Some Biden officials also view attempts by Republican lawmakers to pressure the administration into banning Russian oil as cynical, given they are likely to pin higher gas prices on the White House should they inch up even more.

Intentionally quiet diplomacy with oil-supplying nations

Top US officials have engaged in a wide-ranging but intentionally quiet effort to rally major suppliers and states to meet any demand issues that came from a Russian invasion or the bite of the sanctions that followed, according to multiple senior administration officials.

Amos Hochstein, senior adviser for energy security at the State Department, has led the effort and has worked closely with Brett McGurk, the National Security Council's Middle East and North Africa coordinator. The efforts have included meetings with major energy producers in northern Africa, including Algeria, as well as the Middle East and Asia, and with key players in domestic production. Countries including Japan and Qatar have signaled they are willing to contribute to a broad-based effort to fill gaps in supply.

Hochstein and McGurk met with Saudi officials last month "to discuss a collaborative approach to managing potential market pressures stemming from a possible Russian invasion of Ukraine."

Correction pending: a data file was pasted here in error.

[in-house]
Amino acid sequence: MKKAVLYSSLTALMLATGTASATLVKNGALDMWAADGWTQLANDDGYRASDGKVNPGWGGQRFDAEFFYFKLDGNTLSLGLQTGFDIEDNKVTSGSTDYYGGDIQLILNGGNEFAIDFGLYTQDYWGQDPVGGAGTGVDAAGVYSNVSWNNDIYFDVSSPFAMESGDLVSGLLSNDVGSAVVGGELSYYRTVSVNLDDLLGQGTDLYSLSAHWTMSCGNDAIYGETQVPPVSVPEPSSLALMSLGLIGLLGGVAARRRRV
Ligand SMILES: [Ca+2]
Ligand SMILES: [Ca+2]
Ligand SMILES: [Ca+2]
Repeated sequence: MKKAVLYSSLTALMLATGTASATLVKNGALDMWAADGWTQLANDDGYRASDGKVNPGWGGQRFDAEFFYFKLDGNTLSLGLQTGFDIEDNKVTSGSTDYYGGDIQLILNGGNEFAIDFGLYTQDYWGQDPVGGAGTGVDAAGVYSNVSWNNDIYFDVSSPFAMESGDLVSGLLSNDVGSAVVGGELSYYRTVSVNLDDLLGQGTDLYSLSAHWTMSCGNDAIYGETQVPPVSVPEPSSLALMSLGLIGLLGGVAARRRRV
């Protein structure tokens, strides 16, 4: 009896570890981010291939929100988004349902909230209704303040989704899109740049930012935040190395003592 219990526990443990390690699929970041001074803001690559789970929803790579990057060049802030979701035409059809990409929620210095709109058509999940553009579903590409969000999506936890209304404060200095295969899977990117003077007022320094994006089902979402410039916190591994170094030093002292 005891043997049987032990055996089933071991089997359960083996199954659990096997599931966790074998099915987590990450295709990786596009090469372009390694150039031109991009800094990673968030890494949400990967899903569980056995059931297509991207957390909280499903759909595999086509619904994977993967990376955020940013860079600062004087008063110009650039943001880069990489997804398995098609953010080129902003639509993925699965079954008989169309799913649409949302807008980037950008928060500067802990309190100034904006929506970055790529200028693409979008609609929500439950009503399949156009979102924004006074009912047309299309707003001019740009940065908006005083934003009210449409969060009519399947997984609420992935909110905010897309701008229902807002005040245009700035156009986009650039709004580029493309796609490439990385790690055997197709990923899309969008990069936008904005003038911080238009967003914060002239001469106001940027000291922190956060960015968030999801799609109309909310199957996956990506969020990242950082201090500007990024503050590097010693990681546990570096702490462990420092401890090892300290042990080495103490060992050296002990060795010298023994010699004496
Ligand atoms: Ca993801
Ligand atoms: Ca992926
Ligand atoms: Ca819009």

Biden had once sought to "recalibrate" the US relationship with Saudi Arabia, effectively refusing to speak to the Kingdom's de facto ruler, Crown Prince Mohammed bin Salman, who the US accused of authorizing journalist Jamal Khashoggi's murder. Biden's direct conversations have been limited to King Salman, the crown prince's father, and included a call last month that reiterated a commitment from both countries to "ensuring the stability of global energy supplies."

The frosty reception Saudis have received from the US since Biden came into office has deeply irritated the Persian Gulf country, leading to a lack of willingness on its part to be helpful by pumping more oil into the market, US officials have said. While some US officials believe that the Biden administration should make an even more concerted effort to engage Saudi Arabia, Biden -- who called the crown prince a killer last year -- has been resistant, the officials said.

Some US officials are deeply wary of the prospects of Biden engaging the crown prince on energy production.

"Who's he going to call -- (someone) who he hasn't spoken to because he's a loathsome toad, because he dismembered a journalist?" said one senior Democratic official who asked to remain anonymous in order to speak freely. "I'm not expecting that to happen. I'm not recommending it."

But the war in Ukraine has caused its own global recalibration, and now Biden officials are weighing a possible presidential trip to Saudi Arabia in the coming months, three people familiar with the talks confirmed. Axios was first to report on the discussions around the trip.

"There's no current plans for the President to travel to Saudi Arabia," White House press secretary Jen Psaki said Monday.

Still, she acknowledged that discussions with the Saudis had ramped up, both on oil and on regional security issues.